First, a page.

He watches a match again on DVD in the hours after the final whistle, identifying problems and then working with his squad through the following week to find what he describes as "solutions". It is as though football is a puzzle that he can solve through hard work on the training pitch.

There is no greater problem for Lincoln that scoring goals. They have scored just 10 in 12 League Two games at Sincil Bank and five in 10 away from home.

"I feel we are now creating more chances and having more efforts at goal," said the Imps boss. "But I always knew that we wouldn't be able to turn on a switch and score five or six in a match."

I read one article that described Sutton's appointment as one of the most unlikely in this or indeed many a long season.

Some players think about their life after retirement long before they hang up their boots, picking up tips here and there for an eventual career in coaching. Sutton readily admits that he never thought about management at all until after he had retired.

An eye injury forced Sutton to quit at the age of 34. He has a big house in Norfolk with his wife and five children. Sutton played cricket for the local team, pursued his interest in game shooting and generally spent a lot of time with his family.

I was very curious to know what drove him to return to the game, knowing he would need to do so at a level way below that which he experienced as a player. Why not just enjoy a long and prosperous retirement?

It was difficult to ascertain an exact answer. To tell the truth, I'm not sure there is one.

I think Sutton just missed being part of a football team. Occasionally he joins in training and readily admits that he would still like to be a player.

For the first few games he was kicking and heading every ball from the touchline but he quickly realised that, half-time team-talk aside, his job is largely over by the time the team leave the dressing room and take to the field.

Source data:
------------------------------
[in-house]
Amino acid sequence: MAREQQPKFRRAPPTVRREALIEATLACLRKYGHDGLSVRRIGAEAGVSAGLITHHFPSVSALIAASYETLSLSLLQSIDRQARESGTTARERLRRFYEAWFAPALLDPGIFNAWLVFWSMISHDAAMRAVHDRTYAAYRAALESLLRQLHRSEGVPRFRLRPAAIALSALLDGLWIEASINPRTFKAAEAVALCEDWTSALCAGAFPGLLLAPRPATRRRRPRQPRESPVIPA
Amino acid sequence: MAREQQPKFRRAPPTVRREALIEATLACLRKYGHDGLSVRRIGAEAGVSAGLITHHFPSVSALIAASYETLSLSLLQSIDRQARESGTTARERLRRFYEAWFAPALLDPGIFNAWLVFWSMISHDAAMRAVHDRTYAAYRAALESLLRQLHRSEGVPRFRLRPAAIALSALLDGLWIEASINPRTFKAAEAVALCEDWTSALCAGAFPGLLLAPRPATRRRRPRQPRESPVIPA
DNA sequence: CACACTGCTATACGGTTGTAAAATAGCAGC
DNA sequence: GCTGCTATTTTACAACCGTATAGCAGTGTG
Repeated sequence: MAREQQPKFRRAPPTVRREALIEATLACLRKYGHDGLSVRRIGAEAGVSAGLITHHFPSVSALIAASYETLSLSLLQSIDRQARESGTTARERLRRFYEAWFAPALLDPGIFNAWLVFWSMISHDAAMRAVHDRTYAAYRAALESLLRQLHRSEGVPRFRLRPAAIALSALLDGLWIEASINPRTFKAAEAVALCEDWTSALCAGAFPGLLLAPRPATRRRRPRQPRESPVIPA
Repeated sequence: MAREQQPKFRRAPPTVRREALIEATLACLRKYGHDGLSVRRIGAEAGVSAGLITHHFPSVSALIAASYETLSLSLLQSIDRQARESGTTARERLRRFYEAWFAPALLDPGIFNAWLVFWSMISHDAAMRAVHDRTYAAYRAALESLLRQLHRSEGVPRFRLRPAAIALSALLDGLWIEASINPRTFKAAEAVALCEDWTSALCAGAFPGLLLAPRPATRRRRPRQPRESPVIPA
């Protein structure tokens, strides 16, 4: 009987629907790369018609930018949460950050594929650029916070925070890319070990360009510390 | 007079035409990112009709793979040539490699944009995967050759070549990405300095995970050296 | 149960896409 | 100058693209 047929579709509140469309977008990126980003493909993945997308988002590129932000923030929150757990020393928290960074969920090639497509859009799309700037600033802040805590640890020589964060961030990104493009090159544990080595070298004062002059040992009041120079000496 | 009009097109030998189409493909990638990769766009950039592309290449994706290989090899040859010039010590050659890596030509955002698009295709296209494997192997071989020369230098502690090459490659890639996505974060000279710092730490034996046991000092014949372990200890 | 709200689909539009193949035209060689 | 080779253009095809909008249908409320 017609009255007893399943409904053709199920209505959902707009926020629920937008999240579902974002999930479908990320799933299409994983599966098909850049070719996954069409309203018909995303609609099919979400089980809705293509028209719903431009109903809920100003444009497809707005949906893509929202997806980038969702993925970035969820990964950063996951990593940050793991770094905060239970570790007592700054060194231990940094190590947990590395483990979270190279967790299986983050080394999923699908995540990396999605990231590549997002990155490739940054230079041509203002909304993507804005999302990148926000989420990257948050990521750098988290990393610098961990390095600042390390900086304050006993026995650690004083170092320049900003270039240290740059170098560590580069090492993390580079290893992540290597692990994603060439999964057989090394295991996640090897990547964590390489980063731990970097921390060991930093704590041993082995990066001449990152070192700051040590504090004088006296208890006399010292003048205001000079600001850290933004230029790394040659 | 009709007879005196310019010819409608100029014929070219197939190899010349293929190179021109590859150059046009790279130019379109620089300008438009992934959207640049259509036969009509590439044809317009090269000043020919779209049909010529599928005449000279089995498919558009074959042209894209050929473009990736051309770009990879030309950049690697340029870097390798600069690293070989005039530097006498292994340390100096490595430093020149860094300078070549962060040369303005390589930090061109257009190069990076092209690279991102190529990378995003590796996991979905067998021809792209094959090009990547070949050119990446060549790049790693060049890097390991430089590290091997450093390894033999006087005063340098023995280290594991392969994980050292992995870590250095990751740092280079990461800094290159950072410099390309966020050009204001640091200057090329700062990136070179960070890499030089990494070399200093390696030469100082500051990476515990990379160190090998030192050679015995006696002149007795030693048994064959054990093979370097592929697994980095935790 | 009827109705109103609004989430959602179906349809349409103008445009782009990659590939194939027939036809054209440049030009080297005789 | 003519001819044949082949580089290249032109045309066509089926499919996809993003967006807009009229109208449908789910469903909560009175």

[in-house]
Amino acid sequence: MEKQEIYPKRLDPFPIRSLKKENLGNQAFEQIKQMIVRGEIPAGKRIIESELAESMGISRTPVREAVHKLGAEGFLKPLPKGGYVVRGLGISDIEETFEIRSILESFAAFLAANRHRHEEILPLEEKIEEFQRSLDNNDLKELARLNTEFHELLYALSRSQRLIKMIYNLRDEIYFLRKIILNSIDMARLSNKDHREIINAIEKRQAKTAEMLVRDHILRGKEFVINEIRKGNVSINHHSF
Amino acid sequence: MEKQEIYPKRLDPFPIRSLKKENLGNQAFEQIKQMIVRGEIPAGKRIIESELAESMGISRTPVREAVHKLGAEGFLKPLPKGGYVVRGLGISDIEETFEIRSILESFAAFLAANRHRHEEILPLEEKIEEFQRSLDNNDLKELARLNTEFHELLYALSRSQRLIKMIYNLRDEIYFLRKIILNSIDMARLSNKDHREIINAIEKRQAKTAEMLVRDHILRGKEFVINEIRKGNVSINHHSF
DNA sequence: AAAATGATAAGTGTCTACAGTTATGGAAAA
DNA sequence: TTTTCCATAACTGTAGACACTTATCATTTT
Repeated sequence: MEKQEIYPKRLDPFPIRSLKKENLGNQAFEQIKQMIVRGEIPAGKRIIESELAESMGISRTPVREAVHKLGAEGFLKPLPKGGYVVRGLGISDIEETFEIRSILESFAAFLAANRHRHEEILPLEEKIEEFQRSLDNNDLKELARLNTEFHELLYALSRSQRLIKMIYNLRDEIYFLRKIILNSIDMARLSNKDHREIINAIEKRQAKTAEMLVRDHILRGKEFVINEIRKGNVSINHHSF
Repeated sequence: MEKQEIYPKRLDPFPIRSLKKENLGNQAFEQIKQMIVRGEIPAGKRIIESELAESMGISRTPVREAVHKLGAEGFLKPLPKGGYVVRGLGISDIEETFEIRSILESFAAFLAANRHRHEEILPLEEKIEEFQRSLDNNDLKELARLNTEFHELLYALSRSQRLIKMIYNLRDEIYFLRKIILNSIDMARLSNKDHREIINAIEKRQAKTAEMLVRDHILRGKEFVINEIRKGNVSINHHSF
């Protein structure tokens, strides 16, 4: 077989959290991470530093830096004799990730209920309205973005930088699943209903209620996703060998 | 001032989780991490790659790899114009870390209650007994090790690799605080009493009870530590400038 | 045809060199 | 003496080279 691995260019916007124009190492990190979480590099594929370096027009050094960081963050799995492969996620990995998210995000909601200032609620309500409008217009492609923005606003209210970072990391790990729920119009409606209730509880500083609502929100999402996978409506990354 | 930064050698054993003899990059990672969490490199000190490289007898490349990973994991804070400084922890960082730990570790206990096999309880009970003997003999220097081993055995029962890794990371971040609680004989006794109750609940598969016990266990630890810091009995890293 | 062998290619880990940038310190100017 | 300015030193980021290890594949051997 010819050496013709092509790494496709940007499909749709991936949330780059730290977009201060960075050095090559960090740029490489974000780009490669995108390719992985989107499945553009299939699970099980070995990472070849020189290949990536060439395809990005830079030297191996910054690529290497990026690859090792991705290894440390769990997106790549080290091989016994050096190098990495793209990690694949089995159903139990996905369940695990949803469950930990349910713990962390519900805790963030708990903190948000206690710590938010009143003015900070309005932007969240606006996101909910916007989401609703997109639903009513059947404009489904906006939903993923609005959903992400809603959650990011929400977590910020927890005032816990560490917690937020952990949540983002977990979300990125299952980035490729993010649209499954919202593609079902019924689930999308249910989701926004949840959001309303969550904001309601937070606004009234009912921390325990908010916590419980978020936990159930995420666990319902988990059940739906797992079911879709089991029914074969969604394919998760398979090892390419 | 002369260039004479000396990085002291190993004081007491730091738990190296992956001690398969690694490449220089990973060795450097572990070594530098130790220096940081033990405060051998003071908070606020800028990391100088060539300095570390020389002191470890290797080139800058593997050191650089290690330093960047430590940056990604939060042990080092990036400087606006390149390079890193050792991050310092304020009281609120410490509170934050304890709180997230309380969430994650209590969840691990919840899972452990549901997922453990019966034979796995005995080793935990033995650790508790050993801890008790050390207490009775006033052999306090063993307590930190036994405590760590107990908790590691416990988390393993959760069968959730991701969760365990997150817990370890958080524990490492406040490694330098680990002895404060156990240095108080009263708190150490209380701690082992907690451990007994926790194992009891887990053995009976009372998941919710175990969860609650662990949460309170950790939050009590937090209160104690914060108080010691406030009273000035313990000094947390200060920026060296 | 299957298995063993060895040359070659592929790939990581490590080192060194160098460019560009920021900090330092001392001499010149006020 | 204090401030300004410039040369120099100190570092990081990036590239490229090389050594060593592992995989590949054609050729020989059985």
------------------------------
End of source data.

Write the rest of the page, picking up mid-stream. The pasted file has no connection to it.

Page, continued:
Chris Sutton celebrates winning the Premier League with Alan Shearer Sutton, a Premier League winner at Blackburn, misses playing

Analysis, preparation, scouting, tactics, spotting a weakness in the opposition or identifying a player that can be brought in on loan - this is the domain that Sutton now occupies.

When I spoke to him he was in south London, where he had been sorting out a few training sessions for his players at the David Beckham Academy in Greenwich.

The snow and subsequent frost had put paid to several training sessions in Lincoln and Sutton had not been able to find a full-size indoor facility any closer to home.

There had been plenty of gym work over the previous week but Sutton sounded enthused about the prospect of working with his players on a pitch once again.

Sutton firmly believes that he can be a success in management and made the reasonable point that he would not have bothered applying for the Lincoln job if he didn't think he could improve them.

Our conversation ended with Sutton noting that he doesn't expect any other job he has in management to be harder than the one he has now - as an inexperienced manager, at a struggling club with little money.

After I put the phone down I briefly wondered whether Sutton had been so pleasant and engaging because, as the manager of a struggling team, it was to his advantage.